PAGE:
Introductory remarks were provided by Deputy Mayor Anne Williams-Isom, NYC Health + Hospitals President and CEO Dr. Katz and NYC Health Commissioner Dr. Vasan, and then the symposium was conducted in four sessions. The sessions covered patient experience, information about best clinical practices (including diagnostic criteria, patient-centered assessments and treatment approaches that promote a continuum of care and patient empowerment) and existing policies and programs to support the physical and financial impact of Long COVID. They were followed by two breakout sessions for clinical and community-based providers.
A complete video recording of the symposium and detailed meeting agenda, including a full list of session moderators and panelists, is available for all who were unable to attend. In addition, the Health Department circulated a “Dear Colleague” letter to all New York City-based providers detailing how they can comprehensively assess their patients for Long COVID, provide treatment and connect them to specialty care and resources.
If you or a loved one are suffering from or think you may have Long COVID, please call 212-COVID19 (212-268-4319), select your preferred language and press 4 to speak directly to an AfterCare navigator. Please visit the AfterCare website and review the Long COVID recovery guide for more information about Long COVID and the resources available to you.
Patients can also be referred to NYC Health + Hospitals’ COVID-19 Centers of Excellence, which offer dedicated short and long-term follow-up care for Long COVID patients, including pulmonary care and supplemental oxygen, cardiological care, diagnostic radiology services, comprehensive mental health services, and examination rooms with special technology to safely isolate patients who may have COVID-19.
“It was an incredible experience of human interconnectedness to participate in the Long COVID symposium,” said panelist Dr. Emma Kaplan-Lewis, HIV Clinical Quality Director, Assistant Professor of Infectious Disease, Office of Population Health at NYC H+H. “I was glad to be able to hear the powerful stories of the brave individuals who shared their experiences both on the screen and in the chat.”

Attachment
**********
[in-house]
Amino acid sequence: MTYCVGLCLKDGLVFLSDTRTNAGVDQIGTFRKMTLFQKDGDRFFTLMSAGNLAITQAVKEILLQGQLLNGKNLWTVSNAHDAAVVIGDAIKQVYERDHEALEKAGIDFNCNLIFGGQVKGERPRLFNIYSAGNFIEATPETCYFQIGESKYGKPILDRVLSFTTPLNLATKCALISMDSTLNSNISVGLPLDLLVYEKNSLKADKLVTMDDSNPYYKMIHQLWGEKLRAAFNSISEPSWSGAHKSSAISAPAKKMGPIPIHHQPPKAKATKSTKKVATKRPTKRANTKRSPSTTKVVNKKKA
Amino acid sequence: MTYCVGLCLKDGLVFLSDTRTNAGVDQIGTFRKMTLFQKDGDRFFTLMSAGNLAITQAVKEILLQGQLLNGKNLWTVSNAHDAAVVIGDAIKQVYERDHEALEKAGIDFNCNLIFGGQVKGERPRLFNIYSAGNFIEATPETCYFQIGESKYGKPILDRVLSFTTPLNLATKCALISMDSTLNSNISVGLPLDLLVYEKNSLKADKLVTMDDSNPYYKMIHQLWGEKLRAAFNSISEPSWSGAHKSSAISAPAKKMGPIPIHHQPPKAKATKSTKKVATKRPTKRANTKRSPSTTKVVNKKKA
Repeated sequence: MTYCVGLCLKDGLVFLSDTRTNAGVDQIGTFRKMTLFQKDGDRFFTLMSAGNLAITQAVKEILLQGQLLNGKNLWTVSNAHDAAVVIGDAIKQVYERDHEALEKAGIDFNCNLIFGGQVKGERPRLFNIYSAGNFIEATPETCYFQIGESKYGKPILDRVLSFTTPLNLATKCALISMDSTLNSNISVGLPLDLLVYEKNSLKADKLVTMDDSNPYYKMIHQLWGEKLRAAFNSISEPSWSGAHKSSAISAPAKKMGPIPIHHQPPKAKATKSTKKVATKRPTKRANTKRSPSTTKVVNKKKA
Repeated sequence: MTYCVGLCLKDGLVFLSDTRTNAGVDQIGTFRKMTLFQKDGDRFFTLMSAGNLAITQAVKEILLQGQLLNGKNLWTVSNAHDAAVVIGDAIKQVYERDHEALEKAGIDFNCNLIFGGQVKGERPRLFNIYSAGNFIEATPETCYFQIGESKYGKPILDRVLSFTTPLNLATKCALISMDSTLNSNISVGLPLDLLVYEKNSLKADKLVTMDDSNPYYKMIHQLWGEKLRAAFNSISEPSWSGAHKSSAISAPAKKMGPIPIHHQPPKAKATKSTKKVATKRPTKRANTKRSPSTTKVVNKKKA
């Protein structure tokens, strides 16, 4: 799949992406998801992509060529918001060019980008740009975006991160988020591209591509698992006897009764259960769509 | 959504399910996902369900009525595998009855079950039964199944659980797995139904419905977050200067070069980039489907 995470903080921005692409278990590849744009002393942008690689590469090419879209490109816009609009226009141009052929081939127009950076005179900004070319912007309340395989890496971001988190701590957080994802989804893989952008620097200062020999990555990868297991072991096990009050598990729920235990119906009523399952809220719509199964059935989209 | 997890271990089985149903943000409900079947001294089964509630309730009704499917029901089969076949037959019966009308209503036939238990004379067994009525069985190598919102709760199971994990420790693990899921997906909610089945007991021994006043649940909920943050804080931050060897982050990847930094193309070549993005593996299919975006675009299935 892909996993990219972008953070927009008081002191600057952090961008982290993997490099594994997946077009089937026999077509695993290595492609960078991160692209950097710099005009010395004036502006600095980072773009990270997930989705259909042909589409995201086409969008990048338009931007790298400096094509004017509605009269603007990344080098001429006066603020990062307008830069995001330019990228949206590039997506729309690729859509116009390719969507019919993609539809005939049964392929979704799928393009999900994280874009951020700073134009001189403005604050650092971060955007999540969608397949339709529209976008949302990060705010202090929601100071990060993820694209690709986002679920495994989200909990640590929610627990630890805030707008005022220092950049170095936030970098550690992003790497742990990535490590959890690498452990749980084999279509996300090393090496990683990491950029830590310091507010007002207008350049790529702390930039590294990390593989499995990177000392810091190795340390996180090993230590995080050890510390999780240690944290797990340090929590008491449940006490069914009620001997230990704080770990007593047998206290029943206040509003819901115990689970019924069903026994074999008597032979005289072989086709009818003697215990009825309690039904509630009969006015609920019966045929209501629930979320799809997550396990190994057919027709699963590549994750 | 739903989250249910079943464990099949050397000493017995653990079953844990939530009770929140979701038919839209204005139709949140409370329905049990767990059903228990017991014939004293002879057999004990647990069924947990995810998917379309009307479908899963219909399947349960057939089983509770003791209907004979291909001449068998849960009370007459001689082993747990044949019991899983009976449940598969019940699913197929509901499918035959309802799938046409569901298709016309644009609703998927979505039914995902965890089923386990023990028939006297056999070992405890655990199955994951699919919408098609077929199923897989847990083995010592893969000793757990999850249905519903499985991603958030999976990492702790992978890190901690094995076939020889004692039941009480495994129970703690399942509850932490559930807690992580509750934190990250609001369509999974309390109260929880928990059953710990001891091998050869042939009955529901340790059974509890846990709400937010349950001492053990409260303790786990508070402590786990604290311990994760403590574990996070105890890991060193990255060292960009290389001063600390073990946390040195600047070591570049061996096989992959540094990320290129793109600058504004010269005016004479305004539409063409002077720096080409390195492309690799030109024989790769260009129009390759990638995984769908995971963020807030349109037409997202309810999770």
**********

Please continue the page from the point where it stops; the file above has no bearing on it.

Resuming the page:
“Raising awareness and sharing information and resources through a symposium like this was incredibly valuable,” said panelist Rachel Potter, LCSW, Social Worker at Mt. Sinai. “We still have a lot to learn about Long COVID and how to best support these patients.”
“The NYC Health + Hospitals Long COVID symposium was an important milestone in the collective local efforts aimed at addressing this novel yet ongoing public health problem,” said panelist Dr. Lawrence Purpura, MD, Infectious Disease Physician, New York Presbyterian/Columbia University Irving Medical Center. “It was an honor to participate and share my clinical and research experiences with Long COVID with this NYC-based audience.”
About the NYC Test & Trace Corps
The NYC Test & Trace Corps is the City’s comprehensive effort to provide accessible, no-cost COVID-19 testing, support those infected or exposed to the virus with quarantine and isolation resources, and provide connections to treatment for eligible New Yorkers. Through a partnership with NYC Health + Hospitals and the Department of Health and Mental Hygiene, the Test & Trace Corps allows the City to immediately isolate and care for those who test positive for the virus. To help all New Yorkers safely separate and monitor their health status, the Take Care pillar of the Test & Trace Corps also offers free meal delivery and other quarantine resources.
About NYC Health + Hospitals
NYC Health + Hospitals is the largest public health care system in the nation serving more than a million New Yorkers annually in more than 70 patient care locations across the city’s five boroughs. A robust network of outpatient, neighborhood-based primary and specialty care centers anchors care coordination with the system’s trauma centers, nursing homes, post-acute care centers, home care agency, and MetroPlus health plan—all supported by 11 essential hospitals. Its diverse workforce of more than 43,000 employees is uniquely focused on empowering New Yorkers, without exception, to live the healthiest life possible. For more information, visit www.nychealthandhospitals.org and stay connected on Facebook at https://www.facebook.com/NYCHealthSystem or Twitter at @NYCHealthSystem